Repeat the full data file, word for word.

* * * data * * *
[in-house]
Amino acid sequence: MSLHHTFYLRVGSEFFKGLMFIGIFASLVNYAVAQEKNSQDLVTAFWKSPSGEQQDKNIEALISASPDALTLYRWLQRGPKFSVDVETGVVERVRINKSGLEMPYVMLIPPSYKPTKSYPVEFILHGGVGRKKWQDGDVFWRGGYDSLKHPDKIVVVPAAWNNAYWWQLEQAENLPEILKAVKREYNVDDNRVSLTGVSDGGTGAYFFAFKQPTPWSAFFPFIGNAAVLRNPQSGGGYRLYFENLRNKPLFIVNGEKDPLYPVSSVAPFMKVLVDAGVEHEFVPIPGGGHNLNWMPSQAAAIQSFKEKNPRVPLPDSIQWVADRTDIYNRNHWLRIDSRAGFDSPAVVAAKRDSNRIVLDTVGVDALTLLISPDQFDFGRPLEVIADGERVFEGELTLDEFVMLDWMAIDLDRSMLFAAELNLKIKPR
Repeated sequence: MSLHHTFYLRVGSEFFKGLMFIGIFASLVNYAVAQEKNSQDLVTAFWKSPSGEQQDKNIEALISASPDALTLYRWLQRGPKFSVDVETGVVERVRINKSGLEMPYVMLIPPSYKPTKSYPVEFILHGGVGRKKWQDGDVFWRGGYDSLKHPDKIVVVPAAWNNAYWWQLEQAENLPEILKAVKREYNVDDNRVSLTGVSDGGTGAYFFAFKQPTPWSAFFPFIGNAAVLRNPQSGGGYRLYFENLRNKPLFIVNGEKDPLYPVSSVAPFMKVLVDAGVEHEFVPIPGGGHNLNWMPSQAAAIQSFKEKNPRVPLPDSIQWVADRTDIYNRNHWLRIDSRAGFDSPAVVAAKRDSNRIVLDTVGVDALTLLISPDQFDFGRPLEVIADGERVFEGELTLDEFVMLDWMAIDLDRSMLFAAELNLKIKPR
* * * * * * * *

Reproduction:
[in-house]
Amino acid sequence: MSLHHTFYLRVGSEFFKGLMFIGIFASLVNYAVAQEKNSQDLVTAFWKSPSGEQQDKNIEALISASPDALTLYRWLQRGPKFSVDVETGVVERVRINKSGLEMPYVMLIPPSYKPTKSYPVEFILHGGVGRKKWQDGDVFWRGGYDSLKHPDKIVVVPAAWNNAYWWQLEQAENLPEILKAVKREYNVDDNRVSLTGVSDGGTGAYFFAFKQPTPWSAFFPFIGNAAVLRNPQSGGGYRLYFENLRNKPLFIVNGEKDPLYPVSSVAPFMKVLVDAGVEHEFVPIPGGGHNLNWMPSQAAAIQSFKEKNPRVPLPDSIQWVADRTDIYNRNHWLRIDSRAGFDSPAVVAAKRDSNRIVLDTVGVDALTLLISPDQFDFGRPLEVIADGERVFEGELTLDEFVMLDWMAIDLDRSMLFAAELNLKIKPR
Repeated sequence: MSLHHTFYLRVGSEFFKGLMFIGIFASLVNYAVAQEKNSQDLVTAFWKSPSGEQQDKNIEALISASPDALTLYRWLQRGPKFSVDVETGVVERVRINKSGLEMPYVMLIPPSYKPTKSYPVEFILHGGVGRKKWQDGDVFWRGGYDSLKHPDKIVVVPAAWNNAYWWQLEQAENLPEILKAVKREYNVDDNRVSLTGVSDGGTGAYFFAFKQPTPWSAFFPFIGNAAVLRNPQSGGGYRLYFENLRNKPLFIVNGEKDPLYPVSSVAPFMKVLVDAGVEHEFVPIPGGGHNLNWMPSQAAAIQSFKEKNPRVPLPDSIQWVADRTDIYNRNHWLRIDSRAGFDSPAVVAAKRDSNRIVLDTVGVDALTLLISPDQFDFGRPLEVIADGERVFEGELTLDEFVMLDWMAIDLDRSMLFAAELNLKIKPR